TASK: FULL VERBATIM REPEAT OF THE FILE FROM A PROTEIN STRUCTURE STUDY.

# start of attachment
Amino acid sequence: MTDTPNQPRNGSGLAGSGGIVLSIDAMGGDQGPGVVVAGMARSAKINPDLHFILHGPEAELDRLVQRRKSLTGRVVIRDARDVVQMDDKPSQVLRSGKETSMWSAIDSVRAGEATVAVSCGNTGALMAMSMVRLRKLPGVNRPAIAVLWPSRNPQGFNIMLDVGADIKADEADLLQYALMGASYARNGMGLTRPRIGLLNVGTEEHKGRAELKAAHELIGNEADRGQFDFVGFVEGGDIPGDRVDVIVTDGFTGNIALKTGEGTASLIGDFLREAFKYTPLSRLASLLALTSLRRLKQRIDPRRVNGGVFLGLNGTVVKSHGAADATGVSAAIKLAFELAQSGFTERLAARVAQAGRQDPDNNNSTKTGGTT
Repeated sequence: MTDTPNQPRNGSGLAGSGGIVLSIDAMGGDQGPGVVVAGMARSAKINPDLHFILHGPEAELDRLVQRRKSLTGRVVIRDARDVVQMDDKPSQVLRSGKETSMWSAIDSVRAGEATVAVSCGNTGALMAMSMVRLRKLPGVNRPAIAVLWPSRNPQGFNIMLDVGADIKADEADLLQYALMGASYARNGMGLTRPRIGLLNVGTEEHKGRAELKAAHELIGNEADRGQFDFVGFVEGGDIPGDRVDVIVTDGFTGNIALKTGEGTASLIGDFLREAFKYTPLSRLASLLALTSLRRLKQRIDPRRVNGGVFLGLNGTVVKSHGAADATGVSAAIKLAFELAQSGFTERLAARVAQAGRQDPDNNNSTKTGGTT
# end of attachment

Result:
Amino acid sequence: MTDTPNQPRNGSGLAGSGGIVLSIDAMGGDQGPGVVVAGMARSAKINPDLHFILHGPEAELDRLVQRRKSLTGRVVIRDARDVVQMDDKPSQVLRSGKETSMWSAIDSVRAGEATVAVSCGNTGALMAMSMVRLRKLPGVNRPAIAVLWPSRNPQGFNIMLDVGADIKADEADLLQYALMGASYARNGMGLTRPRIGLLNVGTEEHKGRAELKAAHELIGNEADRGQFDFVGFVEGGDIPGDRVDVIVTDGFTGNIALKTGEGTASLIGDFLREAFKYTPLSRLASLLALTSLRRLKQRIDPRRVNGGVFLGLNGTVVKSHGAADATGVSAAIKLAFELAQSGFTERLAARVAQAGRQDPDNNNSTKTGGTT
Repeated sequence: MTDTPNQPRNGSGLAGSGGIVLSIDAMGGDQGPGVVVAGMARSAKINPDLHFILHGPEAELDRLVQRRKSLTGRVVIRDARDVVQMDDKPSQVLRSGKETSMWSAIDSVRAGEATVAVSCGNTGALMAMSMVRLRKLPGVNRPAIAVLWPSRNPQGFNIMLDVGADIKADEADLLQYALMGASYARNGMGLTRPRIGLLNVGTEEHKGRAELKAAHELIGNEADRGQFDFVGFVEGGDIPGDRVDVIVTDGFTGNIALKTGEGTASLIGDFLREAFKYTPLSRLASLLALTSLRRLKQRIDPRRVNGGVFLGLNGTVVKSHGAADATGVSAAIKLAFELAQSGFTERLAARVAQAGRQDPDNNNSTKTGGTT